That's the easiest way to understand the Sunday shows.

It may also be Our President's schtick.  (Come to think of it, he reminds me a little bit of Bobby "The Brain" Heenan.)  Miranda Devine elaborates.
When you attend one of his rallies, as I did last week in New Hampshire, it is obvious that Donald Trump has modeled his presidential persona on WWE pro wrestling.

The banter, the jokes, the trash-talking, the catchphrases, the crowd manipulation, the belligerent patriotism, the villain-slamming: It’s all straight out of a preordained WWE storyline.

Trump applies the patriot choke to “heels” like China, the Squad, Pocahontas, Sleepy Joe, Crooked Hillary and radical-left Dems.

He has dragged in the media, too, as villains. Penned in the center of the rally arena behind metal barriers, he assigns us a character as the crowd boos: “Fake News,” the heel, or sometimes “The Enemy of the People!”
The difference is the outcomes aren't necessarily pre-arranged.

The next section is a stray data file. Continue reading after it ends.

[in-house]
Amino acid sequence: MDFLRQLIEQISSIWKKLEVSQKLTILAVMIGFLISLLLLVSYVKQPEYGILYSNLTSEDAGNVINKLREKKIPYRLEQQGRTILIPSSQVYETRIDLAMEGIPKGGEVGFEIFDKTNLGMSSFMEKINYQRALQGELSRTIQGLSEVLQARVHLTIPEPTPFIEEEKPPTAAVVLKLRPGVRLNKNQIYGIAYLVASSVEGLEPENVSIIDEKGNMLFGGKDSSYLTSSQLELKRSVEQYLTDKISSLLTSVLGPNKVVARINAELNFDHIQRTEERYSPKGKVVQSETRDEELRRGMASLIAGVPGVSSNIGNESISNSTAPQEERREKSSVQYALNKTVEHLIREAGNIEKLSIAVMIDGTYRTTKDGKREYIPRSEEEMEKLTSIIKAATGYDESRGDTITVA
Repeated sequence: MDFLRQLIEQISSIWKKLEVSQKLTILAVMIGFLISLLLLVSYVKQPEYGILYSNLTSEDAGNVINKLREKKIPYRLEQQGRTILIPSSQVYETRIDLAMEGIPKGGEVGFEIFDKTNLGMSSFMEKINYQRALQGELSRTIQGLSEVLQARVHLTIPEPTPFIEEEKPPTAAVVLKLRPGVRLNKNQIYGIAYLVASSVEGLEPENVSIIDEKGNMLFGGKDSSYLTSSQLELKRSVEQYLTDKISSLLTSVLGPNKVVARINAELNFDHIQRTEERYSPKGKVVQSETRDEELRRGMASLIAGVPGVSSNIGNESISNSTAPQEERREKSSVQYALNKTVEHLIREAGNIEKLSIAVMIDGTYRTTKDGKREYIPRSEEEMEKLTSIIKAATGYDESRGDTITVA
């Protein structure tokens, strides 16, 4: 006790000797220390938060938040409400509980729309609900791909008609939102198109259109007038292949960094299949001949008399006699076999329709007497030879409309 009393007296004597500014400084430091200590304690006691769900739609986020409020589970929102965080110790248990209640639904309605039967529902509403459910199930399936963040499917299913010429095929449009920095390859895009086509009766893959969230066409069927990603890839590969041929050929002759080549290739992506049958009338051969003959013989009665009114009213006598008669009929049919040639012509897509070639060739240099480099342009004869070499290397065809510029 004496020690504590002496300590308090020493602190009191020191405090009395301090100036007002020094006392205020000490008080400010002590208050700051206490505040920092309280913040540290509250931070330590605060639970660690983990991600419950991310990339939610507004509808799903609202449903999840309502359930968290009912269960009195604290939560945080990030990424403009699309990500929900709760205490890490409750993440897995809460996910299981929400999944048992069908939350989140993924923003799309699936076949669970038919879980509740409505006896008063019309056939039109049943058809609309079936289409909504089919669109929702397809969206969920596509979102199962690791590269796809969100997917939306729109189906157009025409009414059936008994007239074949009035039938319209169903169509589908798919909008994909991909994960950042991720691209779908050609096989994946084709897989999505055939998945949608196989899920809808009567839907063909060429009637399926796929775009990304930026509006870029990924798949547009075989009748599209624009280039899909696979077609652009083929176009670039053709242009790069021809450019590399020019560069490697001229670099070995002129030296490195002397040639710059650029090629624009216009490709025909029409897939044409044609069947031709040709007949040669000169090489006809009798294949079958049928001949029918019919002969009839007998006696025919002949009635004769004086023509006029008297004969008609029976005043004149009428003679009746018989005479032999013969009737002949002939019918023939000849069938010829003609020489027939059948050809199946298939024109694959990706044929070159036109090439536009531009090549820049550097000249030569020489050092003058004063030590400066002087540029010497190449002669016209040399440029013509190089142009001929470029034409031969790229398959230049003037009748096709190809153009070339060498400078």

It is simultaneously alarming and amusing that the Leader of the Free World is performing like a fictional bad guy, but it needs to be understood, because much of what he says and tweets is only half-serious.

That’s not because he’s channeling “Hitler, Stalin and Mao,” as a CNN guest claimed on Sunday, but because this is how he communicates the great drama of his presidency — in wrestling allegory, as a spectacle of excess.

Last week was a case in point, when Trump called himself “the Chosen One” in a sardonic aside during one of the comic “Chopper Talk” press conferences on the South Lawn of the White House.

The “Fake News Media” played its role to perfection, ginning up stories about the president’s “Messiah complex,” which allowed him to extend the storyline with weekend tweets from the G-7.
The Excessively Earnest People who consider themselves the Political Class and say "at the end of the day" a lot probably don't like it. The younger among those, though, probably never learned about Shakespeare's groundlings.
From a political point of view, Trump’s WWE appropriation makes perfect sense, since the wrestling audience is huge — 800 million households worldwide every week, says WWE — and its demographic aligns with those of his voters: 60 percent are male, 60 percent are white, and more than 60 percent are not college graduates.
Yes, and the Democrats still seem bent on assembling a coalition by holding the groundlings in contempt.

Good luck with that.

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